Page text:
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Wednesday, Dec. 19, 2007 04:34 am

People's Poetry

Jacqueline Jackson presents

Untitled Document My mother wrote this lullaby
for my oldest sister,
on her first Christmas, 1925. I’m repeating it for this year. I’ll send the music on request.

Lovepoem #8

Sleep, little baby, the daylight is fading; Dim yellow stars the dark heavens adorn; Once, long ago, in a Bethlehem manger The little Lord Jesus was born.
Lullaby, lullaby,
sleep, little baby, sleep.
Sleep, little baby, my arms are about thee A circle of love which enfolds thee secure; So Mary cradled the wee baby Jesus,
The little Lord Jesus, so pure.
Lullaby, lullaby,
sleep, little baby, sleep.
Sleep, little baby,
thine eyelids are drooping, Thy warm, tender body relaxing to rest; Jesus thus slept in the arms of sweet Mary, His dear little head on her breast.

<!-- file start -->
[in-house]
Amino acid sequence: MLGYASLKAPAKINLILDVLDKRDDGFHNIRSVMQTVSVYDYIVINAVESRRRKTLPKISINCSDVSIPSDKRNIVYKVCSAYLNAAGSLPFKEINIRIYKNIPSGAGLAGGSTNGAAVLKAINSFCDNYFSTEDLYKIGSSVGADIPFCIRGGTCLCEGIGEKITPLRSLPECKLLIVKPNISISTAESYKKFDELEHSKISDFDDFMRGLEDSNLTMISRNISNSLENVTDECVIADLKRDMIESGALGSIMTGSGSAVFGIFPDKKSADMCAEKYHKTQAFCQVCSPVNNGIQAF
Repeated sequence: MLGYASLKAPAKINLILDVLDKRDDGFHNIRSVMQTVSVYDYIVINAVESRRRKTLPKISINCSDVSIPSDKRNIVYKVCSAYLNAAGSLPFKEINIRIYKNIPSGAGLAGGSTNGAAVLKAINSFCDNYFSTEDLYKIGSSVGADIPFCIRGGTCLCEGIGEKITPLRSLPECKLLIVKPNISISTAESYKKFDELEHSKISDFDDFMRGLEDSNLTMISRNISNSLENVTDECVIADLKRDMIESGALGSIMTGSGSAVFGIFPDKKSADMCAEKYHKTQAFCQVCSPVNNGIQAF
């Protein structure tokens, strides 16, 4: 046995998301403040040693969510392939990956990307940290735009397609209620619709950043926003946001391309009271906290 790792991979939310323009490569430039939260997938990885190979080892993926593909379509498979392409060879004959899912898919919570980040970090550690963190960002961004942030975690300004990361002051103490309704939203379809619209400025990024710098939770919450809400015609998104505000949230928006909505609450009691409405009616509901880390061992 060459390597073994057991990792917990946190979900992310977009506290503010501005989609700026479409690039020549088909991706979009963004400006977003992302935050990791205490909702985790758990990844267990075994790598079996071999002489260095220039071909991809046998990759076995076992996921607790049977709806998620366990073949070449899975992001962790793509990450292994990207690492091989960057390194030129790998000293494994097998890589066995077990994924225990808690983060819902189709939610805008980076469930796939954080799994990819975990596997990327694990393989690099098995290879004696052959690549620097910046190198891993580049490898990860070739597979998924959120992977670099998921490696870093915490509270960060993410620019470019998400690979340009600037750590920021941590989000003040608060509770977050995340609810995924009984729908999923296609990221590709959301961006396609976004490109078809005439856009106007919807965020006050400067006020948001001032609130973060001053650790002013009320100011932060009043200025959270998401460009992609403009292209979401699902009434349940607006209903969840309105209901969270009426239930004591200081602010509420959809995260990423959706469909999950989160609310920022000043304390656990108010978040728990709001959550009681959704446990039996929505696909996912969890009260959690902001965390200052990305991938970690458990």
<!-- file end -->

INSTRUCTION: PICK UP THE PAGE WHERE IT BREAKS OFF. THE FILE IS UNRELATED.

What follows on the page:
Lullaby, lullaby,
sleep, little baby, sleep. Lullaby, lullaby, sleep, little baby, sleep.

© Jacqueline Jackson 2007

Life becomes more complicated every day, and each of us can control only so much of what happens. As for the rest? Poet Thomas R. Smith of Wisconsin offers some practical advice.
It’s like so many other things in life to which you must say no or yes. So you take your car to the new mechanic. Sometimes the best thing to do is trust.
The package left with the disreputable-looking clerk, the check gulped by the night deposit, the envelope passed by dozens of strangers —
all show up at their intended destinations.
The theft that could have happened doesn’t. Wind finally gets where it was going through the snowy trees, and the river, even when frozen, arrives at the right place.
And sometimes you sense how faithfully your life is delivered, even though you can’t read the address.
Poem copyright © 2003 by Thomas R. Smith. Reprinted from Waking before Dawn (Thomas R. Smith, Red Dragonfly Press, 2007). American Life in Poetry is made possible by The Poetry Foundation, publisher of Poetry magazine. It is also supported by the Department of English at the University of Nebraska-Lincoln.
Ted Kooser served as the U.S. poet laureate from 2004 to 2006. For more information, go to www.americanlifeinpoetry.org.
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